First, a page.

Since the collapse of Tacoma Narrows Suspension Bridge in the 1940, due to wind action, there have been significant advances in aerodynamics of bridge structures. Even with contested effect of climate change on modern life, different parts of the globe have experienced dramatic changes in weather pattern and wind events. This issue of Bridge Structures presents five papers, which discuss stability, resilience and adequacy of bridges under major weather events.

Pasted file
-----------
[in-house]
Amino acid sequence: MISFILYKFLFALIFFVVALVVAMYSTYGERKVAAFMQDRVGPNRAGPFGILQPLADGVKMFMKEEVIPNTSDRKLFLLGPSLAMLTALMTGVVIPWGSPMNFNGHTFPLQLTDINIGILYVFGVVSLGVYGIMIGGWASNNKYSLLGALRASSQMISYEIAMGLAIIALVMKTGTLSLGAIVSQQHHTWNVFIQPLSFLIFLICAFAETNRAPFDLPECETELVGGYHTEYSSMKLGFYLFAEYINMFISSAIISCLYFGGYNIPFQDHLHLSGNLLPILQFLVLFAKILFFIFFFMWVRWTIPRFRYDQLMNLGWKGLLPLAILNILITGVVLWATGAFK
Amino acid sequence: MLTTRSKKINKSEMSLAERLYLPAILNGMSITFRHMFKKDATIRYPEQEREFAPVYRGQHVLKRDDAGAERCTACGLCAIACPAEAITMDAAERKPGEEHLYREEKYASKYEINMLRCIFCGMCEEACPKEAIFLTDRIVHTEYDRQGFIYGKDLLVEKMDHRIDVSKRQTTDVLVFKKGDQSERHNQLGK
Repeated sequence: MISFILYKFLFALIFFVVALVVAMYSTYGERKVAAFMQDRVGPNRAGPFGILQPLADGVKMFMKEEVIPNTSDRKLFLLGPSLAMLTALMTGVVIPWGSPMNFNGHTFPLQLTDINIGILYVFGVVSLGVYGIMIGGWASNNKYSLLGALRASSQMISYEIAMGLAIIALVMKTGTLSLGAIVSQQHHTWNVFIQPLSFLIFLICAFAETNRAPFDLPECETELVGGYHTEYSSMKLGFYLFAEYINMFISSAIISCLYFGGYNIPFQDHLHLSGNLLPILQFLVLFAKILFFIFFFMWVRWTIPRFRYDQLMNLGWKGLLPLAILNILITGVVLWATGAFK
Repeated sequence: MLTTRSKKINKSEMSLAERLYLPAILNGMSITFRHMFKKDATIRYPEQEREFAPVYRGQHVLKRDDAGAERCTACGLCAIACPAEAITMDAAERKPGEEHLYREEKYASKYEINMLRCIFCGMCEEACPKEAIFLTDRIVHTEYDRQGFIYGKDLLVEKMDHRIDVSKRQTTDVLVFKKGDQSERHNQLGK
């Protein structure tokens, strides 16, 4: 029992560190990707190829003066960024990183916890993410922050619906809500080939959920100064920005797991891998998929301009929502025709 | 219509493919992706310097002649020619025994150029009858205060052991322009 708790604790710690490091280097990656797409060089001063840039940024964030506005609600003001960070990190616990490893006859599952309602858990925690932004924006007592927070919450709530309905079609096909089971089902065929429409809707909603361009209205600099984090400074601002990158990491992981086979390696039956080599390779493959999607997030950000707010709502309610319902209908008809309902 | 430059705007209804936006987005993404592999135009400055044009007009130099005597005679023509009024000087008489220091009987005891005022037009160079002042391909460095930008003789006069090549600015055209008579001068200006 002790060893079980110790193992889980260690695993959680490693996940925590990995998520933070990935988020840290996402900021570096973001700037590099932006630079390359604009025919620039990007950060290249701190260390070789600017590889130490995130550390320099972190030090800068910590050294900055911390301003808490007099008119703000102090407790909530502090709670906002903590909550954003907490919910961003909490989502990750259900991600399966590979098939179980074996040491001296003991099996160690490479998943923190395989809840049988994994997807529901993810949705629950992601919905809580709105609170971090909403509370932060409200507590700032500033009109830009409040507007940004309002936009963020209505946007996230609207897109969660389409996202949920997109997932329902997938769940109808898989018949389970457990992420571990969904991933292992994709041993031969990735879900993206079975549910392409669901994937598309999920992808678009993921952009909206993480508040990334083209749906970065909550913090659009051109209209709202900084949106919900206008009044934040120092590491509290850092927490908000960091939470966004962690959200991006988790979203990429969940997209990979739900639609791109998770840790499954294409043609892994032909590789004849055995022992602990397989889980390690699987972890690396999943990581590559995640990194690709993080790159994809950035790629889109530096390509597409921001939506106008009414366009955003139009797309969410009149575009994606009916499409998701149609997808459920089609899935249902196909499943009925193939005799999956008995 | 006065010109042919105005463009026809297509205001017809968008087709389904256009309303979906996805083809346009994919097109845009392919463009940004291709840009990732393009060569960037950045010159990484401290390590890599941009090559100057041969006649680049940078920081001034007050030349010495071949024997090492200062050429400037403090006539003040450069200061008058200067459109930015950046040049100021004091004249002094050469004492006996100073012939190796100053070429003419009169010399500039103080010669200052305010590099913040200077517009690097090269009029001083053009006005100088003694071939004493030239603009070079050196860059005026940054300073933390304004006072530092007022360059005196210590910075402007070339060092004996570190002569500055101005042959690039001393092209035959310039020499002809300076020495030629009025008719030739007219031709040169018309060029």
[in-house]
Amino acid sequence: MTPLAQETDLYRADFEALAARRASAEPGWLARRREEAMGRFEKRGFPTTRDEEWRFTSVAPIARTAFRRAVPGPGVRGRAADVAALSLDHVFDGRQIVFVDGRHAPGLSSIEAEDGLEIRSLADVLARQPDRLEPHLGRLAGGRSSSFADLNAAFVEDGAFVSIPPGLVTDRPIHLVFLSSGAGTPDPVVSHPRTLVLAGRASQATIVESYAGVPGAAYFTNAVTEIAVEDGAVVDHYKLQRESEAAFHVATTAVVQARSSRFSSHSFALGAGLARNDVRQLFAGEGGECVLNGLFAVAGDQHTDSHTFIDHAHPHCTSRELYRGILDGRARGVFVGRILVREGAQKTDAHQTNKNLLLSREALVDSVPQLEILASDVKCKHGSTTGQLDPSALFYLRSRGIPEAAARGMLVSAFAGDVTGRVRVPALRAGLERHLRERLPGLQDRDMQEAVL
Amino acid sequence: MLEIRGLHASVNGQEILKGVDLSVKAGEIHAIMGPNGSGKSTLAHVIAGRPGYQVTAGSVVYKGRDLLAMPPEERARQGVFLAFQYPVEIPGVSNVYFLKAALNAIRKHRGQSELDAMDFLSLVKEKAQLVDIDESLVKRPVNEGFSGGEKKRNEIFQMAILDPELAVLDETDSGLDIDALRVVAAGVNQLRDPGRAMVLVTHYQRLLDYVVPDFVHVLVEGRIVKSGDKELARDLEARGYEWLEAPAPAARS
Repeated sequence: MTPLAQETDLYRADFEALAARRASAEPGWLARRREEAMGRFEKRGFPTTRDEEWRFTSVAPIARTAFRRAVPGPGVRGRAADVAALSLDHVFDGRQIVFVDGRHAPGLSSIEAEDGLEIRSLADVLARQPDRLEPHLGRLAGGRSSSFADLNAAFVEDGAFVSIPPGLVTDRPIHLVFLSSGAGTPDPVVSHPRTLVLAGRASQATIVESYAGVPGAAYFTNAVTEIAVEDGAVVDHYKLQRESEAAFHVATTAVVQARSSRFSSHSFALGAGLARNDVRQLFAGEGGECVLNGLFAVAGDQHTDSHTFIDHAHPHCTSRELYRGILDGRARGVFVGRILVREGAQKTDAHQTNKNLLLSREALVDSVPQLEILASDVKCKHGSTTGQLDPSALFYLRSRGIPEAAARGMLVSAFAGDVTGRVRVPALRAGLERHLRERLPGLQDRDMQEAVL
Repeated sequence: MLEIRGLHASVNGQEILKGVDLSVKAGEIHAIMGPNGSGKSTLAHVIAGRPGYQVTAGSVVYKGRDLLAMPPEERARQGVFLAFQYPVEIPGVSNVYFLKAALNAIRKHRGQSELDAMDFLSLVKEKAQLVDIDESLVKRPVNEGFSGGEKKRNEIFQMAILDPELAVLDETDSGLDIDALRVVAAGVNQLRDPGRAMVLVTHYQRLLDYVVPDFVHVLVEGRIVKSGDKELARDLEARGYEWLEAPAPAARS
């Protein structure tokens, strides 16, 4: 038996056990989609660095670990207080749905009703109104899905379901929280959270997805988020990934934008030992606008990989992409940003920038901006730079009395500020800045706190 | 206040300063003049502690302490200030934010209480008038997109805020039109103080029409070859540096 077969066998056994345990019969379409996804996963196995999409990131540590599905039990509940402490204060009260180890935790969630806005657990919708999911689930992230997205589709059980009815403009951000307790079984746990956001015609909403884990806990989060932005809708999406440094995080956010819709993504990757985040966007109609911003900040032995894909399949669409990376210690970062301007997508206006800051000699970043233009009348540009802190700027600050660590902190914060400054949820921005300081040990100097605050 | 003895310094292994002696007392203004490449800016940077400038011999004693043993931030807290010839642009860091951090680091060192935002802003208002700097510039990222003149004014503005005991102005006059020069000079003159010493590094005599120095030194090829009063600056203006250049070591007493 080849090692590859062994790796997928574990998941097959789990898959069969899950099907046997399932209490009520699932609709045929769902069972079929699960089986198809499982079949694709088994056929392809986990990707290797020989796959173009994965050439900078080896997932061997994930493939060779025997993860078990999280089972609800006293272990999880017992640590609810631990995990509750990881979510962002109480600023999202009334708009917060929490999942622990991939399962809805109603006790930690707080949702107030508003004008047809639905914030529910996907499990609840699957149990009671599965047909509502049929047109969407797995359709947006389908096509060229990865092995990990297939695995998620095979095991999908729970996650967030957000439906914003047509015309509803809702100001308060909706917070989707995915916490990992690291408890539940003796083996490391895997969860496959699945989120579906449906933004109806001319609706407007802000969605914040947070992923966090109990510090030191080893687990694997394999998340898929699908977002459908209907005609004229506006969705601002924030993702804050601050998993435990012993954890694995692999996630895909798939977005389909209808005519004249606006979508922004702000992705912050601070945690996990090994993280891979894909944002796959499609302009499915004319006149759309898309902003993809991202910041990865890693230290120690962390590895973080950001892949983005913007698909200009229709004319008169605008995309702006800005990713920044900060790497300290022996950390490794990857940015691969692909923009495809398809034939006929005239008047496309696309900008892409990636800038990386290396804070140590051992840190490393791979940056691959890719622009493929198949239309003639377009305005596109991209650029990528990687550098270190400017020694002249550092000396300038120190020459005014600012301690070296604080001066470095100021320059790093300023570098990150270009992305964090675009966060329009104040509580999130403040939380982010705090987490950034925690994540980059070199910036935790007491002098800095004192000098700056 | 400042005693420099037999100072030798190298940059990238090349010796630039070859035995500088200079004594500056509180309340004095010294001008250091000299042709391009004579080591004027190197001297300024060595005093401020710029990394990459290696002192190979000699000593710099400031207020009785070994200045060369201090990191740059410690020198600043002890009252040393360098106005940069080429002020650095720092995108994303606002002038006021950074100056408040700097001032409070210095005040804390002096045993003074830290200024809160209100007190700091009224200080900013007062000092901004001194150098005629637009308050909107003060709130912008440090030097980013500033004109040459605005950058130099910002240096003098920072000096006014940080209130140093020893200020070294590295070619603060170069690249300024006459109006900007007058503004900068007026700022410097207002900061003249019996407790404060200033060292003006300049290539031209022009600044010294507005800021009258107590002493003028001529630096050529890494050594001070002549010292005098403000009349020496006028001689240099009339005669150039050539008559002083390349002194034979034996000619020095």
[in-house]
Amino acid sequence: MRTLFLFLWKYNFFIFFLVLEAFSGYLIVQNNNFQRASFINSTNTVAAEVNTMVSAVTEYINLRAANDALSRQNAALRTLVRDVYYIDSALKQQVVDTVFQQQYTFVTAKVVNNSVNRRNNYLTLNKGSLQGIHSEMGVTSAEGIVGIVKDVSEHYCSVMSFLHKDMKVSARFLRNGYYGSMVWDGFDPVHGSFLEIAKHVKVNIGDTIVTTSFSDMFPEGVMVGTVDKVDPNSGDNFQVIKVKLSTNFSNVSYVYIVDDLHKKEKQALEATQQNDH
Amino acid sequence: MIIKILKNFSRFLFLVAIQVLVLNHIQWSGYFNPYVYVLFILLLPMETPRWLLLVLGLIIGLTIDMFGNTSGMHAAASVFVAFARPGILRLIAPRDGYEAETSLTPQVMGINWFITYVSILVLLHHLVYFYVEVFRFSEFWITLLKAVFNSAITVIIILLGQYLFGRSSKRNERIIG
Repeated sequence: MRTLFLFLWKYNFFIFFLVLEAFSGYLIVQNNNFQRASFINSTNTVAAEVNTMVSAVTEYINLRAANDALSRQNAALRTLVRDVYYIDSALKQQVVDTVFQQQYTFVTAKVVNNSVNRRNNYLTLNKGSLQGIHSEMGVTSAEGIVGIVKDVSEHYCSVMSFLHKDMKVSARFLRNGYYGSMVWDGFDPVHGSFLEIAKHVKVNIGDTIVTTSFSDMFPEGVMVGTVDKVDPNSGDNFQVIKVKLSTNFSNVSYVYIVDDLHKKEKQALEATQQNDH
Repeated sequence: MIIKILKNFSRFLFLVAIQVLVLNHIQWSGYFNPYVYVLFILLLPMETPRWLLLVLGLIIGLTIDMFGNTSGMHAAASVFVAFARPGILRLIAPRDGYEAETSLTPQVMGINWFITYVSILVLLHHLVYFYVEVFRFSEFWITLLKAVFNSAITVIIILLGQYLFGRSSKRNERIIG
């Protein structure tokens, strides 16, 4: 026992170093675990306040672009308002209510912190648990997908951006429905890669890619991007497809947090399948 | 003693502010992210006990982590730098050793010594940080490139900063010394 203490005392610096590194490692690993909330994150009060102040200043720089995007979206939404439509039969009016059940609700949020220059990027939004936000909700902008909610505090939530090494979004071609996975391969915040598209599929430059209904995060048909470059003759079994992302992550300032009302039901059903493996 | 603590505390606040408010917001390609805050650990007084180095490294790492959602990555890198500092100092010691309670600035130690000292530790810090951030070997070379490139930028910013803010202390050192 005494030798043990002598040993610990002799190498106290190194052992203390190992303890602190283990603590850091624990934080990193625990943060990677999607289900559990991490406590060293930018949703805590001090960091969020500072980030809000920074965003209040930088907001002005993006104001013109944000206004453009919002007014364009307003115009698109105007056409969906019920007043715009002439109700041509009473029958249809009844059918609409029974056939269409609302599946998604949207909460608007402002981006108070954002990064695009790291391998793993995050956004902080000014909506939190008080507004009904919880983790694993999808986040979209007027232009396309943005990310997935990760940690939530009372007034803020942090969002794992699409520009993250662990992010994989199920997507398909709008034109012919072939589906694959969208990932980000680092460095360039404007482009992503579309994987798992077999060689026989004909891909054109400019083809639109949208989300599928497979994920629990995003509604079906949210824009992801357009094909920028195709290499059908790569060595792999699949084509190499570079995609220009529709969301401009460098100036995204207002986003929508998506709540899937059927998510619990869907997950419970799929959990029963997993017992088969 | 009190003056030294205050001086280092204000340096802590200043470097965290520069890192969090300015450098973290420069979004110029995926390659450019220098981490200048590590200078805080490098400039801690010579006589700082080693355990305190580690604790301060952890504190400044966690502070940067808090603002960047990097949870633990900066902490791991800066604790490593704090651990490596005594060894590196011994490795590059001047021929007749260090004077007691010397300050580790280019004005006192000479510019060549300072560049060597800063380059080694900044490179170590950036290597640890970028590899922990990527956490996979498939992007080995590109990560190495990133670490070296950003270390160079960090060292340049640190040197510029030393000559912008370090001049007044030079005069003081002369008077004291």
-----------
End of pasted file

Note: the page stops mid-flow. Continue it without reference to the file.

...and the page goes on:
During large hurricanes, resilient transportation networks are essential to provide evacuation and assistance to large population centers, facilitate post-disaster recovery efforts, and restore economic activity, so the disruption to the economy of the affected region is minimized. Past storms illustrate the effect of inadequate planning for resilience. Hurricane Katrina caused widespread damage to the transportation infrastructure in the Gulf Coast, including damage to highways, the loss of many bridge structures, damage to ports and rail facilities, and waterways. Damage to the port of New Orleans severely affected grain exports and other commodities, impacting freight rates and fuel pricing in the US. In “Vulnerability of coastal bridges under extreme hurricane conditions’, Nasouri et al. describe a high-resolution coupled Eulerian-Lagrangian (CEL) finite element model to evaluate the vulnerability of coastal bridges to wave-induced forces during large storms. The modeling technique was calibrated and shown to be in good agreement with experimental results from a reduced-scale bridge structure tested at the O.H. Hinsdale Wave Research Laboratory at Oregon State University. The high-resolution bridge model was used to simulate the response of common types of bridge structures to hydrodynamic loads under hurricane conditions (i.e. surge height, wave height, and frequency) expected in the Texas-Louisiana coast. Results show that superstructure-substructure connection demands for bridges under wave impact loading are sensitive to the flexibility of the substructure, which has historically been modeled as rigid in flume experiments and computer simulations used to develop current design provisions. On the theme of wind load caused by climate change, Wang et al. collect the annual maximum wind speed in Beijing from 1951 to 2009, in an attempt to establish a relationship between the reliability and the flexural load-bearing capacity of a highway continuous girder bridge. In their paper “Effect of climate change on flexural reliability of highway continuous girder bridge under wind load”, the authors assume different wind speed over a period of time and predict changes of the flexural reliability of the bridge, based on actual statistical wind speed data. The authors conclude that the change of flexural reliability of the bridge is affected by the probability distribution of wind speed. Multi-box girder decks (typically twin-box) are becoming a common solution in modern bridge design, because they improve the bridge structural and aerodynamic performances. From a structural point of view, multi-box sections allow increasing the lateral stiffness of structure, which is critical for very-long span bridges. In addition, they improve the bridge structural redundancy. From an aerodynamic perspective, multi-box sections allow increasing the aeroelastic stability threshold. In “Peculiar aerodynamic advantages and problems of twin-box girder decks for long span crossings”, Zasso et al. present the advantages and challenges associated with this structural form. At the design stage of bridges, all possible actions and their combinations are to be considered. In certain cases, the influence of the environment must be taken into account in addition to design values of traffic loads. In order to assess the current state of an existing bridge, actual applied actions must be considered: updated traffic situation, monitored climatic actions, and their unfavorable combinations. Therefore, monitoring all actions makes it possible to adequately study a structure. Since only limited data are generally available, the important question is how the quality and the duration of monitoring influence the assessment of the structure. In “Probabilistic analysis of the effect of the combination of traffic and wind actions on a cable-stayed bridge”, Nesterova et al. study effects from monitored traffic and wind actions on the to the Millau Viaduct, in France. The statistical analysis of applied actions and caused effects is performed according to the Peaks Over Threshold (POT) approach. Results include the comparison between confidence intervals of predictions, for each studied load case and for various periods of monitoring. The authors also study of the influence of the length of monitoring data on predictions of future extreme load cases, and propose an alternative algorithm for threshold choice in the POT approach. In recent years several parallel bridges were designed and built in North America. These bridges have been selected to replace existing structures and to meet the ever-increasing demands of vehicle traffic. To meet the demands of increased traffic, the parallel configuration is often selected where each bridge deck carries traffic of opposite direction. This pair of decks, even when remaining dynamically independent, becomes coupled aerodynamically due to their proximity. In this configuration the aerodynamic forces can be enhanced by the similar cross-sections of each bridge and by the close dynamic properties of the twin structures. Becoming aerodynamically coupled, these twin-deck systems have been found to display aerodynamic behavior noticeably different to what could be expected from a single deck of the same cross-section. Typical known aerodynamic solutions to cure instabilities such as vortex shedding and flutter may not be as efficient for these cases. In “Aerodynamic problems of parallel deck bridges”, Stoyanoff et al. present results of the aerodynamic studies for three different bridges, and propose suggestions for future twin-bridge configurations of similar arrangements.